"Oh yes, you're a Banks groupie," said my former tutor when we bumped into each other last night - the first time I've seen him since I graduated in spaceships. We, and a few other people, were at Imperial College to hear Farah Mendlesohn interview Iain Banks.
There was a lot of rambling and hand-waving and mugging at the audience, and lots of laughs as well. Farah had re-read his complete works and came at him with some very clever questions. Why, for example, is there so much masturbation in his black-and-white covered "mainstream" books? Simple, he said. He was just trying to do stuff other writers didn't.
Farah suggested that there was a lot of bodily detail in his books: we know what different characters are like in bed, what torture feels like, even how Frank in The Wasp Factory gets splashback when sat on the toilet. Banks argued that this stuff is part of everyone's lives, but is politely excised from most writing. He talked about the importance of "truth" in writing, but I think this vivid lubricity of detail matters in his work because it pulls us in close to the characters. It's part of what makes his writing so intimate, like he's writing this just for you.
This maybe also squares with Farah's observation that he's more reticent about the sex in his sci-fi; the people in space are more unknowable other than the everymen of his mainstream. Maybe.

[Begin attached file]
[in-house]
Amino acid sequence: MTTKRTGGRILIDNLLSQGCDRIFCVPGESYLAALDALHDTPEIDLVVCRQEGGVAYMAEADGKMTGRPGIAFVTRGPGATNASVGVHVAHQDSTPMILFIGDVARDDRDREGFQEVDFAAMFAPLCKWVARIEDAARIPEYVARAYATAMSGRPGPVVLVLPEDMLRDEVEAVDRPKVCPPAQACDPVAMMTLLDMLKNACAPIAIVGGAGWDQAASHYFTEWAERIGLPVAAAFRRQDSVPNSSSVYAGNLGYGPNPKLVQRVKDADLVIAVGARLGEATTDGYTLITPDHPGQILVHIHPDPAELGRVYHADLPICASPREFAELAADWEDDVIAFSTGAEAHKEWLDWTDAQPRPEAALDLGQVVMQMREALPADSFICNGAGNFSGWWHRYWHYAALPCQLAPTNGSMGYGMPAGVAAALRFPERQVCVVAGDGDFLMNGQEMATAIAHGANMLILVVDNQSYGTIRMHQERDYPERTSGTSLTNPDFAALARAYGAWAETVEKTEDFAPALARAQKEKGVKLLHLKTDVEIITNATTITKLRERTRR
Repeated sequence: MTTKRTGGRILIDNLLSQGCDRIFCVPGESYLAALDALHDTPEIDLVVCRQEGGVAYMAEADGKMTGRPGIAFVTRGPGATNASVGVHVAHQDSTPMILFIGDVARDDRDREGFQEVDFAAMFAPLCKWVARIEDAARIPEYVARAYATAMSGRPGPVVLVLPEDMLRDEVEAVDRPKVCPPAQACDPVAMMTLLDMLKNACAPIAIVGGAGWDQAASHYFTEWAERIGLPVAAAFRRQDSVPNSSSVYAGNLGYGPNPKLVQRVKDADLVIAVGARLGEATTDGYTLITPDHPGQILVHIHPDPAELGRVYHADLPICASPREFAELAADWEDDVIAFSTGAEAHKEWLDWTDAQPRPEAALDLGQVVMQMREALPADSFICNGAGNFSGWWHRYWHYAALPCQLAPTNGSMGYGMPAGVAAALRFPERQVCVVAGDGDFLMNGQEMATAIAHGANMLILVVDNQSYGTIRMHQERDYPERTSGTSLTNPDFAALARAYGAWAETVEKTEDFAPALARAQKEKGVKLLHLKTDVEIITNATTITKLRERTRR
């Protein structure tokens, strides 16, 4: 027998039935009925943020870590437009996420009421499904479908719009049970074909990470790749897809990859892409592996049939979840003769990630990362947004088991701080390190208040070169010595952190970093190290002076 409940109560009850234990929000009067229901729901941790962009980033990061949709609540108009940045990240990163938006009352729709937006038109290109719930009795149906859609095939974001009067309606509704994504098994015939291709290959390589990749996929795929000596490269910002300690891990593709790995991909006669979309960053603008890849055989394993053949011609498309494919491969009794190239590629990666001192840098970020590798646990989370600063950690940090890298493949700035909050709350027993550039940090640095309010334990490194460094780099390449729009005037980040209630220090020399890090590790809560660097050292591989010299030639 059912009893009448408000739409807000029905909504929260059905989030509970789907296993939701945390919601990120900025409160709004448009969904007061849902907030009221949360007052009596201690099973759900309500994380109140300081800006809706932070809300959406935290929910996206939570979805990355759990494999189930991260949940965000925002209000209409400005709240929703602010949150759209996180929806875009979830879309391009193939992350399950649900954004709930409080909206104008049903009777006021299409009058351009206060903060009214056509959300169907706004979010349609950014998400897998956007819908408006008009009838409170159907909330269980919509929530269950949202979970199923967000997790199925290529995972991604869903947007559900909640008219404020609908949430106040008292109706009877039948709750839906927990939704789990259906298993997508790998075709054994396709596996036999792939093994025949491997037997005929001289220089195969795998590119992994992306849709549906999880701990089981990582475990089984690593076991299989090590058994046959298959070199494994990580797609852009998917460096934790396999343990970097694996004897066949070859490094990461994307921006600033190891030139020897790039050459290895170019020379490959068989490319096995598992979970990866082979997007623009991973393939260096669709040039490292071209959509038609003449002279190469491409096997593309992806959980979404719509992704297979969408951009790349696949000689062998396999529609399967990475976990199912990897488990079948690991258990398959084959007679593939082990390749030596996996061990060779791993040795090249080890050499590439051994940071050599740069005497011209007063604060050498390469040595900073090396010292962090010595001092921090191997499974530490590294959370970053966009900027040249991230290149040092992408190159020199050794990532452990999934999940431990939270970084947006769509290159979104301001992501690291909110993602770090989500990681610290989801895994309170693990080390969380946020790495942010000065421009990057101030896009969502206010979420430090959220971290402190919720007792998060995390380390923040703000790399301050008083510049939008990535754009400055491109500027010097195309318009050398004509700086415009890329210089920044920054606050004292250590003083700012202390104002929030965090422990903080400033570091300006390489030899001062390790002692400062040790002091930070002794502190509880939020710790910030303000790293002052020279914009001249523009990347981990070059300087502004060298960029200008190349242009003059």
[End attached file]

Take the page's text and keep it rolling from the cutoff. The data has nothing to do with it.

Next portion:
It was also of great excitement to hear that he's not yet finished with the Culture - his joyous, utopian mish-mash who return in the forthcoming Matter. A colleague who's normally much above this sort of thing actually, genuinely squeeed when I told him this; he'd believed Look to Windward was a final word on the subject, and that The Algebraist was the first of a new series. Banks explained he'd maybe return to that universe if he could come up with a good enough plot, but that the Culture is where his heart is. Writing other stuff is more about professional pride - that he can write something else - rather than being Cultured out. Hooray!
Afterwards, Banks was happy to sign people's long clutch of books and to acknowledge my own merry genius. I plan to write up a sequel to that paper which will examine the three Culture books published since I wrote it, as well as what clues might be garnered from Walking on Glass and The Bridge, in which the Culture perhaps sort of maybe make cameos.